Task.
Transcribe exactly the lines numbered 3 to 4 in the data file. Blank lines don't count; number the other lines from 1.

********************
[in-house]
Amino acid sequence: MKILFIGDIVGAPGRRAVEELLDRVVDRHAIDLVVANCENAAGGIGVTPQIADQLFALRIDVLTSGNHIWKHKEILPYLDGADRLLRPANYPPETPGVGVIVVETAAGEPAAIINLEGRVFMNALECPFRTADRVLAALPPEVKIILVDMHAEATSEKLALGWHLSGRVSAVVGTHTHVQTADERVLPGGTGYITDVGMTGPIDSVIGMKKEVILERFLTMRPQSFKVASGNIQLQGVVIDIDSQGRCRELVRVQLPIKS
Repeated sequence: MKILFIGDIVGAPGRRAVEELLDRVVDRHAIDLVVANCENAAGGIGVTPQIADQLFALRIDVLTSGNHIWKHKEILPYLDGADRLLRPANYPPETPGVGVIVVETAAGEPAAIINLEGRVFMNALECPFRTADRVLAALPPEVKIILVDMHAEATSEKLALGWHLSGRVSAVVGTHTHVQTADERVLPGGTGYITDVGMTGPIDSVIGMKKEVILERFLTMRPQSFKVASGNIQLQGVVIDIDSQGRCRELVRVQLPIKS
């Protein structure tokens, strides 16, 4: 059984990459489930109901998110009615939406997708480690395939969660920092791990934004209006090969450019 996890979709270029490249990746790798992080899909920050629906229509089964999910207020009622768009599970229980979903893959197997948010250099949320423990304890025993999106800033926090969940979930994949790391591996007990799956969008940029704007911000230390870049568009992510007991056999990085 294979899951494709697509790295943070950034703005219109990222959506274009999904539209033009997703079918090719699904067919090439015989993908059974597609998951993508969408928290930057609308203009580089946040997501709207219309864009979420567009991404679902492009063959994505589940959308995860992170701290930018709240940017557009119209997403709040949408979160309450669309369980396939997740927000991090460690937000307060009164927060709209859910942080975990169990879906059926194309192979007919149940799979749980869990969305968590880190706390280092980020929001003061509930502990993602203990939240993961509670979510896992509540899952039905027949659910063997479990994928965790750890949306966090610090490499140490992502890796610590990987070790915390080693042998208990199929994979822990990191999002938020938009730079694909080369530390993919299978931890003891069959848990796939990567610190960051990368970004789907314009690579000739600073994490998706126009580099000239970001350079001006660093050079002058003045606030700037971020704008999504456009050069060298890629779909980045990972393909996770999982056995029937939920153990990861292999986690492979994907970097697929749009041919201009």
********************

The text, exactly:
Repeated sequence: MKILFIGDIVGAPGRRAVEELLDRVVDRHAIDLVVANCENAAGGIGVTPQIADQLFALRIDVLTSGNHIWKHKEILPYLDGADRLLRPANYPPETPGVGVIVVETAAGEPAAIINLEGRVFMNALECPFRTADRVLAALPPEVKIILVDMHAEATSEKLALGWHLSGRVSAVVGTHTHVQTADERVLPGGTGYITDVGMTGPIDSVIGMKKEVILERFLTMRPQSFKVASGNIQLQGVVIDIDSQGRCRELVRVQLPIKS
């Protein structure tokens, strides 16, 4: 059984990459489930109901998110009615939406997708480690395939969660920092791990934004209006090969450019 996890979709270029490249990746790798992080899909920050629906229509089964999910207020009622768009599970229980979903893959197997948010250099949320423990304890025993999106800033926090969940979930994949790391591996007990799956969008940029704007911000230390870049568009992510007991056999990085 294979899951494709697509790295943070950034703005219109990222959506274009999904539209033009997703079918090719699904067919090439015989993908059974597609998951993508969408928290930057609308203009580089946040997501709207219309864009979420567009991404679902492009063959994505589940959308995860992170701290930018709240940017557009119209997403709040949408979160309450669309369980396939997740927000991090460690937000307060009164927060709209859910942080975990169990879906059926194309192979007919149940799979749980869990969305968590880190706390280092980020929001003061509930502990993602203990939240993961509670979510896992509540899952039905027949659910063997479990994928965790750890949306966090610090490499140490992502890796610590990987070790915390080693042998208990199929994979822990990191999002938020938009730079694909080369530390993919299978931890003891069959848990796939990567610190960051990368970004789907314009690579000739600073994490998706126009580099000239970001350079001006660093050079002058003045606030700037971020704008999504456009050069060298890629779909980045990972393909996770999982056995029937939920153990990861292999986690492979994907970097697929749009041919201009």